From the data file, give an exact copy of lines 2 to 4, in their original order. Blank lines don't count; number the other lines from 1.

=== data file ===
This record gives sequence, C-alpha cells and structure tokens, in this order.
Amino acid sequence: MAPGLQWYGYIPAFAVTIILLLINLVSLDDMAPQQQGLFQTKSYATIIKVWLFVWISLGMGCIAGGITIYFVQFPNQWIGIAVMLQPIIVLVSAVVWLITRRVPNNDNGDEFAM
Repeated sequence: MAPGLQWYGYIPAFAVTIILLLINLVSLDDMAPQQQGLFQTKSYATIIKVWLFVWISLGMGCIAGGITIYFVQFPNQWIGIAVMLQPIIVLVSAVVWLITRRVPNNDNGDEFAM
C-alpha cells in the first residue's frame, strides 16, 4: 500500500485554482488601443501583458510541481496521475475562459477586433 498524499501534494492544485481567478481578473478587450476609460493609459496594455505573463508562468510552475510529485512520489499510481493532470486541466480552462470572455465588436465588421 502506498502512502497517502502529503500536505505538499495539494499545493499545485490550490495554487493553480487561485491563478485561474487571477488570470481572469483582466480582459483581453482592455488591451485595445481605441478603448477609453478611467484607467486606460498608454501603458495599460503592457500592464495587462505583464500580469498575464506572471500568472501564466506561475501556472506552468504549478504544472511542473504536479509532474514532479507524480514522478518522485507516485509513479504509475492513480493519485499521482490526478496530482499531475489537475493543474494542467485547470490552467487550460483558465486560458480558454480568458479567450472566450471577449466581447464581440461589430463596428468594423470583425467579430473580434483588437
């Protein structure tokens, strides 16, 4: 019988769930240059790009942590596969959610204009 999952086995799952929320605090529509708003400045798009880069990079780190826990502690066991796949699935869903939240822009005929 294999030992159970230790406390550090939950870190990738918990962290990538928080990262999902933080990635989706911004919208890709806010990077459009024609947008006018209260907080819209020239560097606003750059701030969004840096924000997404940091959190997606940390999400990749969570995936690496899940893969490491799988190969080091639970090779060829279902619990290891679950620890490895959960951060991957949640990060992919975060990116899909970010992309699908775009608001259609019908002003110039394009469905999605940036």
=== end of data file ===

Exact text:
Amino acid sequence: MAPGLQWYGYIPAFAVTIILLLINLVSLDDMAPQQQGLFQTKSYATIIKVWLFVWISLGMGCIAGGITIYFVQFPNQWIGIAVMLQPIIVLVSAVVWLITRRVPNNDNGDEFAM
Repeated sequence: MAPGLQWYGYIPAFAVTIILLLINLVSLDDMAPQQQGLFQTKSYATIIKVWLFVWISLGMGCIAGGITIYFVQFPNQWIGIAVMLQPIIVLVSAVVWLITRRVPNNDNGDEFAM
C-alpha cells in the first residue's frame, strides 16, 4: 500500500485554482488601443501583458510541481496521475475562459477586433 498524499501534494492544485481567478481578473478587450476609460493609459496594455505573463508562468510552475510529485512520489499510481493532470486541466480552462470572455465588436465588421 502506498502512502497517502502529503500536505505538499495539494499545493499545485490550490495554487493553480487561485491563478485561474487571477488570470481572469483582466480582459483581453482592455488591451485595445481605441478603448477609453478611467484607467486606460498608454501603458495599460503592457500592464495587462505583464500580469498575464506572471500568472501564466506561475501556472506552468504549478504544472511542473504536479509532474514532479507524480514522478518522485507516485509513479504509475492513480493519485499521482490526478496530482499531475489537475493543474494542467485547470490552467487550460483558465486560458480558454480568458479567450472566450471577449466581447464581440461589430463596428468594423470583425467579430473580434483588437